Closed Bug 1247049 Opened 4 years ago Closed 4 years ago

5.61 - 12% tp5o_scroll (linux64, osx-10-10, windows7-32, windows8-64) regression on push 7d6e0141de4f (Sun Feb 7 2016)

Categories

(Toolkit :: Notifications and Alerts, defect)

defect
Not set

Tracking

()

RESOLVED WONTFIX
mozilla47
Tracking Status
firefox47 --- fixed

People

(Reporter: wlach, Assigned: jfkthame)

References

Details

(Keywords: perf, regression, Whiteboard: [talos_regression])

Attachments

(1 file)

Talos has detected a Firefox performance regression from push 7d6e0141de4f. As author of one of the patches included in that push, we need your help to address this regression.

This is a list of all known regressions and improvements related to the push:

https://treeherder.allizom.org/perf.html#/alerts?id=27

On the page above you can see an alert for each affected platform as well as a link to a graph showing the history of scores for this test. There is also a link to a treeherder page showing the Talos jobs in a pushlog format.

To learn more about the regressing test(s), please see:

https://wiki.mozilla.org/Buildbot/Talos/Tests#tp5o_scroll

Reproducing and debugging the regression:

If you would like to re-run this Talos test on a potential fix, use try with the following syntax:

try: -b o -p win32,macosx64 -u none -t g1-e10s[Windows 7,10.10] --rebuild 5  # add "mozharness: --spsProfile" to generate profile data

(we suggest --rebuild 5 to be more confident in the results)

To run the test locally and do a more in-depth investigation, first set up a local Talos environment:

https://wiki.mozilla.lorg/Buildbot/Talos/Running#Running_locally_-_Source_Code

Then run the following command from the directory where you set up Talos:

talos --develop -e <path>/firefox -a tp5o_scroll

(add --e10s to run tests in e10s mode)

Making a decision:

As the patch author we need your feedback to help us handle this regression.
*** Please let us know your plans by Friday, or the offending patch(es) will be backed out! ***

Our wiki page outlines the common responses and expectations:

https://wiki.mozilla.org/Buildbot/Talos/RegressionBugsHandling
Flags: needinfo?(jfkthame)
Summary: 5.61 - 5.91% tp5o_scroll (osx-10-10, windows7-32) regression on push 7d6e0141de4f (Sun Feb 7 2016) → 5.61 - 12% tp5o_scroll (osx-10-10, windows7-32, windows8-64) regression on push 7d6e0141de4f (Sun Feb 7 2016)
We can add a code path for OS X and Win7 to only multiple the scale factor.
Summary: 5.61 - 12% tp5o_scroll (osx-10-10, windows7-32, windows8-64) regression on push 7d6e0141de4f (Sun Feb 7 2016) → 5.61 - 12% tp5o_scroll (linux64, osx-10-10, windows7-32, windows8-64) regression on push 7d6e0141de4f (Sun Feb 7 2016)
(In reply to Masatoshi Kimura [:emk] from comment #1)
> We can add a code path for OS X and Win7 to only multiple the scale factor.

I'm not sure what you mean by this suggestion -- could you explain a bit more, or post a suggested patch? Thanks.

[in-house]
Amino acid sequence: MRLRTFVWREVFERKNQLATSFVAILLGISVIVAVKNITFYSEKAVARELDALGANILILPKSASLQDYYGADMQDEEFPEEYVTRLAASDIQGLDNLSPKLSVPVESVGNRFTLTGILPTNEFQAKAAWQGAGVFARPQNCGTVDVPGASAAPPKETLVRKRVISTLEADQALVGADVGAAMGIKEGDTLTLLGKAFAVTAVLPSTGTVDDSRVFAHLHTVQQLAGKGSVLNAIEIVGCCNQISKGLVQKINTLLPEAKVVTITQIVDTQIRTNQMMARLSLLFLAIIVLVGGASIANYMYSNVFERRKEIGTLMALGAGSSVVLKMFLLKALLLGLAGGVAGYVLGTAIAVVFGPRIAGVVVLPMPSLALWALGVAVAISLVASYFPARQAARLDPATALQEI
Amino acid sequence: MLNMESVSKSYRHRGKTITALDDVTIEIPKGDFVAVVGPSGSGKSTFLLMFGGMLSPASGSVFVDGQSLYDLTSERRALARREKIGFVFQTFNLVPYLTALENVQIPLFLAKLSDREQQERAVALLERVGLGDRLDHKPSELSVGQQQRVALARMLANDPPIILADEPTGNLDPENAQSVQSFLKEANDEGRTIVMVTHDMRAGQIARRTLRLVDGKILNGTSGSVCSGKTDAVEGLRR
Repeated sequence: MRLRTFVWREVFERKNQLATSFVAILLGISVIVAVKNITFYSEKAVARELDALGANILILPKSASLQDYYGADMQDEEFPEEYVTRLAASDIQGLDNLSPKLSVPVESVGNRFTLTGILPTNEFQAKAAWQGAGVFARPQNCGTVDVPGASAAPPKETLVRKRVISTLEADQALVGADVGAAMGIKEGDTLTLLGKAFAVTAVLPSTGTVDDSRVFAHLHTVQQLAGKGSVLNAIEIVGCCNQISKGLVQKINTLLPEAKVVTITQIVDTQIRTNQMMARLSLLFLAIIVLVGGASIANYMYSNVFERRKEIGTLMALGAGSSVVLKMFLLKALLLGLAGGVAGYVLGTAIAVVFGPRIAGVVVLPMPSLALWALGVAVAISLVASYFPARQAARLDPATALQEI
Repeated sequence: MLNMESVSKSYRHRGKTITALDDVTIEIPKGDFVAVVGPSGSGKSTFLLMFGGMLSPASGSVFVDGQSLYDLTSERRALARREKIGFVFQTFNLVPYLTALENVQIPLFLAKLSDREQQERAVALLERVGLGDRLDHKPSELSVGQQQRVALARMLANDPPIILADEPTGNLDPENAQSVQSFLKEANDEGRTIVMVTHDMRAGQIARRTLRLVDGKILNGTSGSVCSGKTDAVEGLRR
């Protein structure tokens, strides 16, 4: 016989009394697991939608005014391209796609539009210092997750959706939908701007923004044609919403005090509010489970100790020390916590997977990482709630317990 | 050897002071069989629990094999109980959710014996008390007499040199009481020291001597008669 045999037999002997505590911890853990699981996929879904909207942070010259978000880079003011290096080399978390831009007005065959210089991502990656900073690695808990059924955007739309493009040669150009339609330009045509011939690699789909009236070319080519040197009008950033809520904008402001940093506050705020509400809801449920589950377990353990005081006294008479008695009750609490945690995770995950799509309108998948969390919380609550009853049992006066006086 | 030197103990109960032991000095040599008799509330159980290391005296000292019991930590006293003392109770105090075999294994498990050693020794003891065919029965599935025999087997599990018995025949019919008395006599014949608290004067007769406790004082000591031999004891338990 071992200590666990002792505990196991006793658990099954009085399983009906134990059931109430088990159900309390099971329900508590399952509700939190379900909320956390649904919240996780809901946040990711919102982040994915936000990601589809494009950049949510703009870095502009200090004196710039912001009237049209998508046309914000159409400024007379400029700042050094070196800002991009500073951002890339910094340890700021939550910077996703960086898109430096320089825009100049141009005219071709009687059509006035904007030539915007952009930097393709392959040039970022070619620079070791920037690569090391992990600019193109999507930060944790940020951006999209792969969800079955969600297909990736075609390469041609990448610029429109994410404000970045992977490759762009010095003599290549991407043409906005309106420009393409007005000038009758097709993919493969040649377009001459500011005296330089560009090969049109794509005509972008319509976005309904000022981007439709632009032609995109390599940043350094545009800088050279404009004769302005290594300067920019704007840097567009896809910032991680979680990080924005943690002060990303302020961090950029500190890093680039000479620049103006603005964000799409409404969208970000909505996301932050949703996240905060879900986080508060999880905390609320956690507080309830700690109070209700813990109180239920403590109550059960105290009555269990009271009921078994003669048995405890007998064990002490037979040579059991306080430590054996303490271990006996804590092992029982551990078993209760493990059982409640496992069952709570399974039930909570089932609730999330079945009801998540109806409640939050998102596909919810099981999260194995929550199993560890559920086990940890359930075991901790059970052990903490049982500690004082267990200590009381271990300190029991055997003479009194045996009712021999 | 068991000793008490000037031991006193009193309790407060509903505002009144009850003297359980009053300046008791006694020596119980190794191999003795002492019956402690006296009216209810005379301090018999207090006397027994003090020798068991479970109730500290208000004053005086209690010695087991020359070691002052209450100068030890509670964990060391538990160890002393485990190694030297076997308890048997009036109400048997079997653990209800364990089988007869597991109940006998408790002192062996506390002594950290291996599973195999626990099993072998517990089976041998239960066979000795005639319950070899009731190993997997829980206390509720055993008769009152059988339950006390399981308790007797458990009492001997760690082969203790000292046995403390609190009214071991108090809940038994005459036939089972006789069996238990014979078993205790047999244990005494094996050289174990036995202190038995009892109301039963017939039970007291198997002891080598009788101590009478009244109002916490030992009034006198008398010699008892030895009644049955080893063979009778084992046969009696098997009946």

Flags: needinfo?(jfkthame)
Flags: needinfo?(VYV03354)
Something like

  if (!PerMonitorDPIAware() || OSX) {
    return CSSIntPoint(DevToCSSIntPixels(x), DevToCSSIntPixels(y));
  }
  /* current code */

(I'm not confident that it works on OS X)
Flags: needinfo?(VYV03354)
Those try pushes ^^^ are SPS profiling runs of Talos, in case they're helpful for determining what's going on.
So it looks like this is only an issue with e10s. That seems to suggest that under e10s (but not otherwise), the tp5o_scroll test is hammering the window.screenX / window.screenY APIs really heavily. Perhaps something about how APZ works?

We can try to make those methods a bit cheaper, perhaps by short-circuiting in the case where per-monitor DPI is not enabled (although that's somewhat "cheating", in that it may hide the issue from talos but it won't help users who actually have mixed-DPI configurations). But I think the real question here is why that code is so hot under e10s.

:kats, any insight here? Does APZ scrolling cause heavy use of window.screenX/Y, and if so, could we reduce this?
Flags: needinfo?(bugmail.mozilla)
FWIW, the tp5o_scroll test does not scroll with APZ. It scrolls synchronously, typically with scrollBy for each step, and on each step also reads back the page position typically using pageYOffset.

See the implementation here http://hg.mozilla.org/mozilla-central/file/tip/testing/talos/talos/pageloader/chrome/tscroll.js
OK, thanks for the info. So APZ isn't relevant here, then.
Flags: needinfo?(bugmail.mozilla)
I see it does read win.screenY every time (within ensureScroll()). OK, so it makes sense that bug 1240085 could affect this; though I don't yet understand why it should be so different in e10s versus non-e10s.
(In reply to Jonathan Kew (:jfkthame) from comment #11)
> I see it does read win.screenY every time (within ensureScroll()). OK, so it
> makes sense that bug 1240085 could affect this; though I don't yet
> understand why it should be so different in e10s versus non-e10s.

With e10s, unfortunately screen queries are sent to the parent process using a sync message over the PScreenManager protocol. That's the big difference - if the parent process is busy doing other things when that sync message comes in, the content process will wait until the message gets served.

bug 1194751 tracks the work to switch away from using sync messages for screen.
OK, thanks. This also means that even if the parent process isn't busy, there's substantial added overhead on what would (in single-process) be a very cheap call.

In that case, the e10s regression here is totally understandable: the code in nsGlobalWindow::GetScreenXY needs to find the screen in order to do the appropriate coordinate mapping, and that's what is so expensive. (The screen lookup happens within nsDeviceContext::GetRect, called by GetScreenXY.)

I confirmed this is the root of the regression by adding a short-circuit codepath to avoid the screen lookup when per-monitor DPI is not enabled on Windows:

  https://treeherder.mozilla.org/perf.html#/compare?originalProject=try&originalRevision=0c6e357a858a&newProject=try&newRevision=ec374ef18c4f&framework=1